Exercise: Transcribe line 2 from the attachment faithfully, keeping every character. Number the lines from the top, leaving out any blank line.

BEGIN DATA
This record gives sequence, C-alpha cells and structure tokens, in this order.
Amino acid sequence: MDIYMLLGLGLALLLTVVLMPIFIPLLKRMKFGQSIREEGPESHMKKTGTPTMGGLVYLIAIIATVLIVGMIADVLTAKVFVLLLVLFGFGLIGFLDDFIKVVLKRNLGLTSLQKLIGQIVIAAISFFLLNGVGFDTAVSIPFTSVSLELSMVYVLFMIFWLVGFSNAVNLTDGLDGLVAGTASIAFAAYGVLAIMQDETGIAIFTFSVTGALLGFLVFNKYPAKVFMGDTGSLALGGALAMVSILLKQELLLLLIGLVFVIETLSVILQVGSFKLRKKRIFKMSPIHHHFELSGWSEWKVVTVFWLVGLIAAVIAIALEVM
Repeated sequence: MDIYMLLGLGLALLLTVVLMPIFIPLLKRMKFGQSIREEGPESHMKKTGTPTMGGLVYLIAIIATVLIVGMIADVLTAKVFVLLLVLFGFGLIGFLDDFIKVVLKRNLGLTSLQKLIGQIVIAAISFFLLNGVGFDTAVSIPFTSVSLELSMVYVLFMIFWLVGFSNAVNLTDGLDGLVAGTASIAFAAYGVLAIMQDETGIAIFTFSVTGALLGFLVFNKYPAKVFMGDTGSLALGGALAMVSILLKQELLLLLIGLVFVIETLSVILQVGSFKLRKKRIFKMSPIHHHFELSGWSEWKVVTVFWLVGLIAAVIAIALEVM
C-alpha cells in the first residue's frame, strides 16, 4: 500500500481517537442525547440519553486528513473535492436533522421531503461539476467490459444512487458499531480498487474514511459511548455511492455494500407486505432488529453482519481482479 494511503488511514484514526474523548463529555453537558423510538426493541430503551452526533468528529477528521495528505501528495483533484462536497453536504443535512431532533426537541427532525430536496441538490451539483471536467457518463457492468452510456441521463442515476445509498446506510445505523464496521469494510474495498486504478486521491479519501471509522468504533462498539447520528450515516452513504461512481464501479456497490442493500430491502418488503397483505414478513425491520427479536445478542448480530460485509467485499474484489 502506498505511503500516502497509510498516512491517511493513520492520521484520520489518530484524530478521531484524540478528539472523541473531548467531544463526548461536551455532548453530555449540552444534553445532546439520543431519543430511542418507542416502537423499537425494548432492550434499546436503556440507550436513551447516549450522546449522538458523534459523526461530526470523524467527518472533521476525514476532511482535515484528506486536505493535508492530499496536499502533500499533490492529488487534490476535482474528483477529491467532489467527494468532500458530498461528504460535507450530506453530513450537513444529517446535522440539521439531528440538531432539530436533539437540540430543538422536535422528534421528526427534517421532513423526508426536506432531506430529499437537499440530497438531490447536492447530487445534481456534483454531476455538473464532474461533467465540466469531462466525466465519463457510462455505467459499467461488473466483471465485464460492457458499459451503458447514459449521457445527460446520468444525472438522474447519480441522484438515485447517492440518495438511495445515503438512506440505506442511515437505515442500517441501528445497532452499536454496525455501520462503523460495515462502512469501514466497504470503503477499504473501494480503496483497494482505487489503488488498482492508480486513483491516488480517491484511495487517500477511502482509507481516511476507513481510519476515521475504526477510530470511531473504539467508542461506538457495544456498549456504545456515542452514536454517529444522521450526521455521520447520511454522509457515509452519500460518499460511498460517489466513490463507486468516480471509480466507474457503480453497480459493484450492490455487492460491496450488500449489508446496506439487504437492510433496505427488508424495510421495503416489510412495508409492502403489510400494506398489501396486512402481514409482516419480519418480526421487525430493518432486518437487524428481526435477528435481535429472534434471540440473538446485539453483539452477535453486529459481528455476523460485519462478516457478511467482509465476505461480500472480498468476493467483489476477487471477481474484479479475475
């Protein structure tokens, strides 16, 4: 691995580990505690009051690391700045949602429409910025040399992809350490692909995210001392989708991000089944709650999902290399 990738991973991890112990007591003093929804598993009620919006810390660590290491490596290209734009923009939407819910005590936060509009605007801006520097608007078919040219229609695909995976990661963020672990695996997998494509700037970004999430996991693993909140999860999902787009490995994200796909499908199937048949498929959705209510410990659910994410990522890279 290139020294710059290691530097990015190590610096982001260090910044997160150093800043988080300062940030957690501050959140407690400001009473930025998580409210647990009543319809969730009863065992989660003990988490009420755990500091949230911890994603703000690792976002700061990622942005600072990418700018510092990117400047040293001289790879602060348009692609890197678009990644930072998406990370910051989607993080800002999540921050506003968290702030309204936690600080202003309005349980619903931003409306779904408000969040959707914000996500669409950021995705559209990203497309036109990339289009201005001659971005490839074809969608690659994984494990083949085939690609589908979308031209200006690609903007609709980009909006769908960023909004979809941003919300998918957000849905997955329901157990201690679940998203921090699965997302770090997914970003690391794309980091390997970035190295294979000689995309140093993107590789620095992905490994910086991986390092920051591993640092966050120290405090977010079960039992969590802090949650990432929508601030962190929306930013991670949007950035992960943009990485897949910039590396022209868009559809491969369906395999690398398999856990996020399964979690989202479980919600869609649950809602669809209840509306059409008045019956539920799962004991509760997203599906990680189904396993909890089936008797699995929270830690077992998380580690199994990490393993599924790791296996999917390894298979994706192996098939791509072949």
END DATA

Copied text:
Amino acid sequence: MDIYMLLGLGLALLLTVVLMPIFIPLLKRMKFGQSIREEGPESHMKKTGTPTMGGLVYLIAIIATVLIVGMIADVLTAKVFVLLLVLFGFGLIGFLDDFIKVVLKRNLGLTSLQKLIGQIVIAAISFFLLNGVGFDTAVSIPFTSVSLELSMVYVLFMIFWLVGFSNAVNLTDGLDGLVAGTASIAFAAYGVLAIMQDETGIAIFTFSVTGALLGFLVFNKYPAKVFMGDTGSLALGGALAMVSILLKQELLLLLIGLVFVIETLSVILQVGSFKLRKKRIFKMSPIHHHFELSGWSEWKVVTVFWLVGLIAAVIAIALEVM